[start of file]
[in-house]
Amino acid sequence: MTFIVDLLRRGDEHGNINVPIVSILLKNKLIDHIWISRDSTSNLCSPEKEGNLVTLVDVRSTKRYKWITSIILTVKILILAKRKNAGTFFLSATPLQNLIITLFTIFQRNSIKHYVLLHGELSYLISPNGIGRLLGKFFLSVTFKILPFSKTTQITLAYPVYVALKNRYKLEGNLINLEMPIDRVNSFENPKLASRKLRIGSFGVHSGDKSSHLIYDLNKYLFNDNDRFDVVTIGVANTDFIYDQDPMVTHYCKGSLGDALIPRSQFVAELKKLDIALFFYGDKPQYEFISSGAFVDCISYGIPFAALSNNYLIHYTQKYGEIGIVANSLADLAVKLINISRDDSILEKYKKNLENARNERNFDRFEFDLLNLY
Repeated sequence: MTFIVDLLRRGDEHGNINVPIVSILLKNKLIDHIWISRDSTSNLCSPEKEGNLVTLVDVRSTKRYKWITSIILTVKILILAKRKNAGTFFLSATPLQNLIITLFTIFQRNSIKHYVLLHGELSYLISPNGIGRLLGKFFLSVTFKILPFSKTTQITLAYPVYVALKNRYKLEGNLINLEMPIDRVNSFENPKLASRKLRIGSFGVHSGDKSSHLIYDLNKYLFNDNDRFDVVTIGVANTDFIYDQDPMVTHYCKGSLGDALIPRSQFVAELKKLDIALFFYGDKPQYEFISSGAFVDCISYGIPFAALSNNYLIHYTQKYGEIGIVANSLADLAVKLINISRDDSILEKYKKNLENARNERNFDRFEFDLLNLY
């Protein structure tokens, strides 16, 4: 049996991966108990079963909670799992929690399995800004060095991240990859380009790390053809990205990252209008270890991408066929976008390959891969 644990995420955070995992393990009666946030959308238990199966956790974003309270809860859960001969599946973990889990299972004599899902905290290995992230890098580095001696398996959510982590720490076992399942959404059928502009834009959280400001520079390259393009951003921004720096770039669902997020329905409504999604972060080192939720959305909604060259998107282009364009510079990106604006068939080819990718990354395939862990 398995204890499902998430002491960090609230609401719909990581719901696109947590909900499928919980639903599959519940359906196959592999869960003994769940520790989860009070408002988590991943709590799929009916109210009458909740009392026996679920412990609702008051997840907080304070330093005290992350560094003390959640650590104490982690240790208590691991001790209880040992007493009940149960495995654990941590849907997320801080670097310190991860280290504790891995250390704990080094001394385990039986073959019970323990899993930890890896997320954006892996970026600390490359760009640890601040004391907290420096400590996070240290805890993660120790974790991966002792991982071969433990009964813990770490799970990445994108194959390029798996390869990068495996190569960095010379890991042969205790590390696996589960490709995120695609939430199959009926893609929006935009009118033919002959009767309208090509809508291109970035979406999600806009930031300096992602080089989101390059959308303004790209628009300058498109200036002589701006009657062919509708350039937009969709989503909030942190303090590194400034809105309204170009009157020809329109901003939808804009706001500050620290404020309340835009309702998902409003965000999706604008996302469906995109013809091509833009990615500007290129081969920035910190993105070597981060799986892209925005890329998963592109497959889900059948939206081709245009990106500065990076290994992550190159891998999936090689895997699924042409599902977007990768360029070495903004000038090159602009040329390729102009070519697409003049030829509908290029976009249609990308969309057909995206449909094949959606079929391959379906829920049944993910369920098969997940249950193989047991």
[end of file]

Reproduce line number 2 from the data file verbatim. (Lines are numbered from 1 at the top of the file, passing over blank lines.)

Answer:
Amino acid sequence: MTFIVDLLRRGDEHGNINVPIVSILLKNKLIDHIWISRDSTSNLCSPEKEGNLVTLVDVRSTKRYKWITSIILTVKILILAKRKNAGTFFLSATPLQNLIITLFTIFQRNSIKHYVLLHGELSYLISPNGIGRLLGKFFLSVTFKILPFSKTTQITLAYPVYVALKNRYKLEGNLINLEMPIDRVNSFENPKLASRKLRIGSFGVHSGDKSSHLIYDLNKYLFNDNDRFDVVTIGVANTDFIYDQDPMVTHYCKGSLGDALIPRSQFVAELKKLDIALFFYGDKPQYEFISSGAFVDCISYGIPFAALSNNYLIHYTQKYGEIGIVANSLADLAVKLINISRDDSILEKYKKNLENARNERNFDRFEFDLLNLY